Monday, April 15, 2024

PAR: Judicial study stonewalled

by BIZ Magazine

Louisiana lawmakers, with judicial backing, launched an important study last year to determine the workload of different courts, an effort aimed at ensuring tax dollars are appropriately spent and different judges aren’t saddled with higher caseloads than their peers. 

The refusal by four of Louisiana’s five courts of appeal to participate will undermine the entire exercise. The Public Affairs Research Council of Louisiana hopes the appellate court judges reconsider their decision. The study would provide transparency, serve taxpayers’ interests and help ensure the judicial branch is properly structured to conduct its critical business. 

The review of Louisiana’s five appellate courts and 43 district courts is spearheaded by the Judicial Structure Task Force, a study group of lawmakers and judges created in 2022

The Legislature allocated $300,000 for the effort, not requiring the judiciary to pay out of its own coffers, including the $198 million budget lawmakers passed to pay for the Louisiana Supreme Court, appellate courts and other state judicial expenses. 

Judges from the courts of appeal and district courts seemed on track to participate in the voluntary study to determine funding, staff and workload discrepancies. 

But in July, one month before the central work of the study was set to begin, the chief judges of the Second Circuit, Third Circuit, Fourth Circuit and Fifth Circuit courts of appeal all balked at doing the timesheets proposed to be used over eight weeks for their judges to record how they spend their days. 

While changes have been made to judgeships within the individual courts of appeal, the overall footprints of the five circuits to determine which parishes they cover, haven’t been redrawn since the 1980s. Total filings with Louisiana’s appellate courts fell 46% from 2004 to 2019, according to data from the Louisiana Supreme Court. The filings have fallen even further since the COVID-19 pandemic.

The Supreme Court’s staff said using those numbers alone to review how judgeships, employees and budgets are allocated paints an incomplete picture. They urged participation in the timesheet study to provide information that accounts for the increasing complexity of cases and the administrative tasks that judges perform. The high court’s staff said nearly all states use time studies to analyze judicial workloads.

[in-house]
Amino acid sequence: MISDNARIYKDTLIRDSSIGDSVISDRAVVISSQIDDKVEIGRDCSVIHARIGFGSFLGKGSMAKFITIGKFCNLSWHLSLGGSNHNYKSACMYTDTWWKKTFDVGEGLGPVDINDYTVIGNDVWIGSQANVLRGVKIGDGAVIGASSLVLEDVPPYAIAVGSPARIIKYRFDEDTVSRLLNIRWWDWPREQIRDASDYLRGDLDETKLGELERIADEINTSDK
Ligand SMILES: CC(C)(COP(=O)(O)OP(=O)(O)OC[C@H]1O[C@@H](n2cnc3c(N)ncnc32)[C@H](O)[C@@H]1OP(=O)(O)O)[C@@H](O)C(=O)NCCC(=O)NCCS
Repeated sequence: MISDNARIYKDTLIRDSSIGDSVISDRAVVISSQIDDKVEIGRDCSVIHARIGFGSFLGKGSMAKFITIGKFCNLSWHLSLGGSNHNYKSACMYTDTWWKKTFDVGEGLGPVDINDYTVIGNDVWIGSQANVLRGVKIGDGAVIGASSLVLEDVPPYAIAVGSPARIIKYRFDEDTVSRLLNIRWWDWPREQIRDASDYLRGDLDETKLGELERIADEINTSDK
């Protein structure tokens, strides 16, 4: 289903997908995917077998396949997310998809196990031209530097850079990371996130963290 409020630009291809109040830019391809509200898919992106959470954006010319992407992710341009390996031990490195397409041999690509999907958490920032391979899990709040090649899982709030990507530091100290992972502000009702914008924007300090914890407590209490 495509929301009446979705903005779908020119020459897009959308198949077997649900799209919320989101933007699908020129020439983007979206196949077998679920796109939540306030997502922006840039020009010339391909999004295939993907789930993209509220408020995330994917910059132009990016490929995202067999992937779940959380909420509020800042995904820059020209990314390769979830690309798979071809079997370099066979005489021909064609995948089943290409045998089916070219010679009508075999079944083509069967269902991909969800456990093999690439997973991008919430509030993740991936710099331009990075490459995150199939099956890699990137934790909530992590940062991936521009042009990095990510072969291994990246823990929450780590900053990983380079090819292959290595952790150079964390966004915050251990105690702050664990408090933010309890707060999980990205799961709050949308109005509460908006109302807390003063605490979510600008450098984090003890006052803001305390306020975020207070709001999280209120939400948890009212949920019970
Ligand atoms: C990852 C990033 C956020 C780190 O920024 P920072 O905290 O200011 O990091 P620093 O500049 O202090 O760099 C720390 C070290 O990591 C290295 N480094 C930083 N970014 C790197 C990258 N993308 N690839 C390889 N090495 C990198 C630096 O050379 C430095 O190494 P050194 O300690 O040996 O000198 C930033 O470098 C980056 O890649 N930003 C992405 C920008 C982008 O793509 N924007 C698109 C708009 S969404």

The leaders of the four objecting courts of appeal raised worries about data confidentiality and study methodology, among other issues. They complained about the contractor hired to lead the study effort, the Virginia-based National Center for State Courts, even though Louisiana and its appellate courts have previously worked with the organization. They offered an alternative approach that appeared less useful to the workload study. 

After an exchange of letters, the chief judges of those four courts of appeal said they had “regrettably” decided they wouldn’t volunteer for the study. The judges claimed they wanted to be involved, but simply had concerns. 

If those court leaders really wanted to participate, however, they could have shown up at the last meeting of the Judicial Structure Task Force to discuss those issues. 

The chief judges were invited but failed to appear – and, according to task force leaders, didn’t communicate that they wouldn’t attend. 

That doesn’t seem like court leaders trying to make a good-faith effort. In contrast to the appellate courts, the voluntary timesheet work is moving ahead with district court judges with little public pushback. 

The stonewall from four of the appeals courts also seems noteworthy since Louisiana’s First Circuit Court of Appeal – the Baton Rouge-based court known to have the heaviest load of appellate court filings – has willingly agreed to join the study. Chief Judge John Michael Guidry told the task force (at the meeting the other appeals court leaders skipped) that 10 of the First Circuit’s 12 judges are prepared to do the temporary time sheets. 

But the work would only be meaningful, according to the Louisiana Supreme Court staff, if most of the 53 judges from across the appellate courts participate. 

The National Center for State Courts promised confidentiality of the data in its contract with the Legislature, and the judicial administrator for the state Supreme Court said judicial privilege also would shield individual judges’ time logs from public release. 

It’s unclear whether that will alleviate any concerns from the courts of appeal. Attempted negotiations continue behind the scenes. 

Lawmakers seeking to review whether changes are needed to the appellate courts could use other data to make decisions, though that wouldn’t be nearly as comprehensive. While the judges may not like it, the Louisiana Legislature does have some authority over their branch of government, through the budgeting process and the drawing of the judicial districts. 

The task force intends to continue its work using the data it can collect and the timesheets provided by the district court judges. The study needs to be completed, with or without the participation of the appellate court judges. But PAR also urges the four courts of appeal that have refused to cooperate with the detailed time reports to reconsider their opposition. They owe it to the taxpayers who fund their salaries and operations. 

Provided by the Public Affairs Research Council of Louisiana. For more information, please visit www.parlouisiana.org.

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